‘Sir, here is your gold coin;
I kept it stored away in a handkerchief,
for I was afraid of you, because you are a demanding man;
you take up what you did not lay down
and you harvest what you did not plant.’
He said to him,
‘With your own words I shall condemn you,
you wicked servant.
You knew I was a demanding man,
taking up what I did not lay down
and harvesting what I did not plant;
why did you not put my money in a bank?
Then on my return I would have collected it with interest.’
And to those standing by he said,
‘Take the gold coin from him
and give it to the servant who has ten.’
But they said to him,
‘Sir, he has ten gold coins.’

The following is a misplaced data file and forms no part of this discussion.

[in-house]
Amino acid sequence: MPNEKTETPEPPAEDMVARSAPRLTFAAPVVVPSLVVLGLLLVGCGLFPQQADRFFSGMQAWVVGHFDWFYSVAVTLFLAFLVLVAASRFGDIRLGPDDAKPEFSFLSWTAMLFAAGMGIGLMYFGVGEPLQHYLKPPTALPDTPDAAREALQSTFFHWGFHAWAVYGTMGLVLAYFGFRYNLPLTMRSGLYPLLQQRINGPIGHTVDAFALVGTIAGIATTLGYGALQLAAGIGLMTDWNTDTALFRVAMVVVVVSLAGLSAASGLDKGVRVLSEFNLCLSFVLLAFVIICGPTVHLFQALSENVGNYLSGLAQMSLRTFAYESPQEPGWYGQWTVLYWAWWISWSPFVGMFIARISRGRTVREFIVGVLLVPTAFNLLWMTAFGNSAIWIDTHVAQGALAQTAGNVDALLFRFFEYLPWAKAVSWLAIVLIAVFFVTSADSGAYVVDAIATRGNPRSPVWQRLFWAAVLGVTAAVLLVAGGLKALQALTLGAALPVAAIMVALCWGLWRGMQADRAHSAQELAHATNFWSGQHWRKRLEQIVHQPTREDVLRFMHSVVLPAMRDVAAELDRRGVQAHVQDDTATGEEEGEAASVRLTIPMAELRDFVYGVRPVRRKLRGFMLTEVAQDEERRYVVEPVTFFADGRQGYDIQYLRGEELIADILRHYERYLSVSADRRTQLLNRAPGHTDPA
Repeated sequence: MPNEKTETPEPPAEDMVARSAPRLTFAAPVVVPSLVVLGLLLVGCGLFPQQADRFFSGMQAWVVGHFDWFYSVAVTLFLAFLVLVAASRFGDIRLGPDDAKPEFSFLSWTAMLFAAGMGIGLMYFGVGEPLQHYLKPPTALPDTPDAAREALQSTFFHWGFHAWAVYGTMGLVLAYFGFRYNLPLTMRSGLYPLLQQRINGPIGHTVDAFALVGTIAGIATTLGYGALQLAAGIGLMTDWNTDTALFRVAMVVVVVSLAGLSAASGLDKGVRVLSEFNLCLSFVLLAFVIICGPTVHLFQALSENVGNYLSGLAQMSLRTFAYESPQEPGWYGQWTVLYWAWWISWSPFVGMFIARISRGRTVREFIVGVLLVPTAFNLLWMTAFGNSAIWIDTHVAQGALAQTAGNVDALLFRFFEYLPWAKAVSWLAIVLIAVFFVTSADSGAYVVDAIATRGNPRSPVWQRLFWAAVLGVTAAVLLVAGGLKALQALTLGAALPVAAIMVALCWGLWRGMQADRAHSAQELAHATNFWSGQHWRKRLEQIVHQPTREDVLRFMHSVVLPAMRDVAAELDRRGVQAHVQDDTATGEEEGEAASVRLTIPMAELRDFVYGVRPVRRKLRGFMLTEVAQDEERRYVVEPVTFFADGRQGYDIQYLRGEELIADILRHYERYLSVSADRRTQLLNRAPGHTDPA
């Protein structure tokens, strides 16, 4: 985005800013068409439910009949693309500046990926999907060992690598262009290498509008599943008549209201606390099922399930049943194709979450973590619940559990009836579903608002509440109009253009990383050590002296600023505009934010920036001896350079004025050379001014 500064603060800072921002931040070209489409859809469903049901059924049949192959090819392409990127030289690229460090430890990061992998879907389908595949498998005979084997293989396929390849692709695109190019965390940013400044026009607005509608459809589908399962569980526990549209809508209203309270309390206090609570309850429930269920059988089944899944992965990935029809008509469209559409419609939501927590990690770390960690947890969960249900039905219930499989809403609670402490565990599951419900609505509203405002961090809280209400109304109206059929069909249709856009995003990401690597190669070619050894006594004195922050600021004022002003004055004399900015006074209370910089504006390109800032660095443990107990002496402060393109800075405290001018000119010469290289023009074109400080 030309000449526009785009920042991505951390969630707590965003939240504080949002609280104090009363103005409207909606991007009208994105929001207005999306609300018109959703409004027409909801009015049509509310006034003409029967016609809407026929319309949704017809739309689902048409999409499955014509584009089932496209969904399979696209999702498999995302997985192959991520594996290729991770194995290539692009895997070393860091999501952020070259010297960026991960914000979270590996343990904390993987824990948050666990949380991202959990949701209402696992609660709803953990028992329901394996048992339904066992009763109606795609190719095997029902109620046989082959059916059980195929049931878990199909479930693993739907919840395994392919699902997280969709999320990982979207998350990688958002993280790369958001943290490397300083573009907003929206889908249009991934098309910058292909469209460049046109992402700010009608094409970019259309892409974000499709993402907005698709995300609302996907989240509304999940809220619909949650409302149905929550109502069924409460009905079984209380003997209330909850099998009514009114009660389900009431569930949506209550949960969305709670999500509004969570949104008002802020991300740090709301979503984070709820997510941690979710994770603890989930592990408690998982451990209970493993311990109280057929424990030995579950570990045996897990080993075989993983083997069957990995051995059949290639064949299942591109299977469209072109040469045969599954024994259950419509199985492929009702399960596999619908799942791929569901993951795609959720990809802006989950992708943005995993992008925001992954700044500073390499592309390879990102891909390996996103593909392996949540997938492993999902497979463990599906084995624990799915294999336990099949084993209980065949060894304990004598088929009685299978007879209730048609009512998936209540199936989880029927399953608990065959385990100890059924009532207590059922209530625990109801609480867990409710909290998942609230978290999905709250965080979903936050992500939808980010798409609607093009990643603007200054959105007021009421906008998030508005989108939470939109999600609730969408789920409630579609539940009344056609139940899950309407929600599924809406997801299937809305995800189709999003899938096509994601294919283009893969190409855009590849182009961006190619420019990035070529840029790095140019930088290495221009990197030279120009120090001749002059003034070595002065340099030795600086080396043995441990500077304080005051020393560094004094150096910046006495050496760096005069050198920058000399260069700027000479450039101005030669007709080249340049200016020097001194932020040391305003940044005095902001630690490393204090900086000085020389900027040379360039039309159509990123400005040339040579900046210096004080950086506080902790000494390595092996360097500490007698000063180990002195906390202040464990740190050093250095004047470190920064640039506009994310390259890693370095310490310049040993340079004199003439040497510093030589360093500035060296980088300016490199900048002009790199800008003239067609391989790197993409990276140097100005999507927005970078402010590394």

He replied, ‘I tell you,
to everyone who has, more will be given,
but from the one who has not,
even what he has will be taken away.
Now as for those enemies of mine who did not want me as their king,
bring them here and slay them before me.’”
After he had said this,
he proceeded on his journey up to Jerusalem.
Commentary on Luke 19:11-28 From Living Space
Immediately following the story of the tax collector Zacchaeus comes a parable about the use of what God has given to us. Jesus and his disciples are near Jerusalem “where they thought the reign of God was about to appear”. How right they were! It was indeed going to appear in Jerusalem but not at all in the way they expected – with the political and military defeats of enemies. As the beginning of the Acts reveals, they “were hoping” that Jesus was about to restore the political kingdom of Israel. In time, they would learn that a kingdom of far greater significance was coming into being and that they would play an important part in its inauguration.